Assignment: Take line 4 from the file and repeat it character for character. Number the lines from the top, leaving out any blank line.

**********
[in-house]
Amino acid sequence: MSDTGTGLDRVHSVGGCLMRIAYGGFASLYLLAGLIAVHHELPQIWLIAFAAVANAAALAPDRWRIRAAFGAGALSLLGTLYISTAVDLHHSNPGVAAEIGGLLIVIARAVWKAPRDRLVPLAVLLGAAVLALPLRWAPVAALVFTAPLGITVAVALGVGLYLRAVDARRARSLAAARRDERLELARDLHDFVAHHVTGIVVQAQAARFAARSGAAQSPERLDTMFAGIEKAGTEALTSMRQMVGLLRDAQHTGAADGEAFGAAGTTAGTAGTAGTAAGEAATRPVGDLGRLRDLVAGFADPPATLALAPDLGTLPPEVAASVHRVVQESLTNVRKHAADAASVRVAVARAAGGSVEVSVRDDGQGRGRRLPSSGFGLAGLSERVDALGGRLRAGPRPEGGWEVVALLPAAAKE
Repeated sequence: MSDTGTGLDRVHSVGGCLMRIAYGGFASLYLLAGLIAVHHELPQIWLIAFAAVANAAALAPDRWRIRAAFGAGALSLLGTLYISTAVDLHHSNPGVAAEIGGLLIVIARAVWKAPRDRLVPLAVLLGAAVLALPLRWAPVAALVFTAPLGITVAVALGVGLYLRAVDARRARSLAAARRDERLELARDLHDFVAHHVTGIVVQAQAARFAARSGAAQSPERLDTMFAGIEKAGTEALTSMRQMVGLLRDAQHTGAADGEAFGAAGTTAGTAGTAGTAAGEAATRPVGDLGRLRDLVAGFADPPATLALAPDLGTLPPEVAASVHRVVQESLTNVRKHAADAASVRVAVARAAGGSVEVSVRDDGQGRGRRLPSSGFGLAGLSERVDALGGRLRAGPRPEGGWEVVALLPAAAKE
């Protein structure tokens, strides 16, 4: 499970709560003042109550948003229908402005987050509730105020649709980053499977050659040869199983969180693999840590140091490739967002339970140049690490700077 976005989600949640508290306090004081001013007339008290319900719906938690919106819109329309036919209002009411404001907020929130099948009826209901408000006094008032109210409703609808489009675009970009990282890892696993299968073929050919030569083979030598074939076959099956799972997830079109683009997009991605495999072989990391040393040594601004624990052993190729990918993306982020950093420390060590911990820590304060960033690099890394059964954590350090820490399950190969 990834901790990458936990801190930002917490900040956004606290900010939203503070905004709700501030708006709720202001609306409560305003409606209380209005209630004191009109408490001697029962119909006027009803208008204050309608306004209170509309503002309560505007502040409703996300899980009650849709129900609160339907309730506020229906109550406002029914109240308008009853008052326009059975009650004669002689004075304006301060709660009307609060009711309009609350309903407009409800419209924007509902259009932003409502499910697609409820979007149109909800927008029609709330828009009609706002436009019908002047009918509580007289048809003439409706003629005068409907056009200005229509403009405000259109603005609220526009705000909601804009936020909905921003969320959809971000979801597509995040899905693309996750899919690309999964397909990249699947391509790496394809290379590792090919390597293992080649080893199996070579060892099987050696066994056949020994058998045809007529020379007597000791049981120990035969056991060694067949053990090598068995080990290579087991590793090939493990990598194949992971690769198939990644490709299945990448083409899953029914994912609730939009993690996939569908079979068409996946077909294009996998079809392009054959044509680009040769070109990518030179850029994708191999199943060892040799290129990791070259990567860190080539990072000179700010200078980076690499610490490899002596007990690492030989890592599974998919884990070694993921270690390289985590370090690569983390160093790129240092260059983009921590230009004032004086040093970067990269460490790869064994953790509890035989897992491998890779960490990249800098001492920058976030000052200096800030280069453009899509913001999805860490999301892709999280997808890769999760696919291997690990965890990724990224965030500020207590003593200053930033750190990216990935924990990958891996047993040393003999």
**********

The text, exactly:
């Protein structure tokens, strides 16, 4: 499970709560003042109550948003229908402005987050509730105020649709980053499977050659040869199983969180693999840590140091490739967002339970140049690490700077 976005989600949640508290306090004081001013007339008290319900719906938690919106819109329309036919209002009411404001907020929130099948009826209901408000006094008032109210409703609808489009675009970009990282890892696993299968073929050919030569083979030598074939076959099956799972997830079109683009997009991605495999072989990391040393040594601004624990052993190729990918993306982020950093420390060590911990820590304060960033690099890394059964954590350090820490399950190969 990834901790990458936990801190930002917490900040956004606290900010939203503070905004709700501030708006709720202001609306409560305003409606209380209005209630004191009109408490001697029962119909006027009803208008204050309608306004209170509309503002309560505007502040409703996300899980009650849709129900609160339907309730506020229906109550406002029914109240308008009853008052326009059975009650004669002689004075304006301060709660009307609060009711309009609350309903407009409800419209924007509902259009932003409502499910697609409820979007149109909800927008029609709330828009009609706002436009019908002047009918509580007289048809003439409706003629005068409907056009200005229509403009405000259109603005609220526009705000909601804009936020909905921003969320959809971000979801597509995040899905693309996750899919690309999964397909990249699947391509790496394809290379590792090919390597293992080649080893199996070579060892099987050696066994056949020994058998045809007529020379007597000791049981120990035969056991060694067949053990090598068995080990290579087991590793090939493990990598194949992971690769198939990644490709299945990448083409899953029914994912609730939009993690996939569908079979068409996946077909294009996998079809392009054959044509680009040769070109990518030179850029994708191999199943060892040799290129990791070259990567860190080539990072000179700010200078980076690499610490490899002596007990690492030989890592599974998919884990070694993921270690390289985590370090690569983390160093790129240092260059983009921590230009004032004086040093970067990269460490790869064994953790509890035989897992491998890779960490990249800098001492920058976030000052200096800030280069453009899509913001999805860490999301892709999280997808890769999760696919291997690990965890990724990224965030500020207590003593200053930033750190990216990935924990990958891996047993040393003999």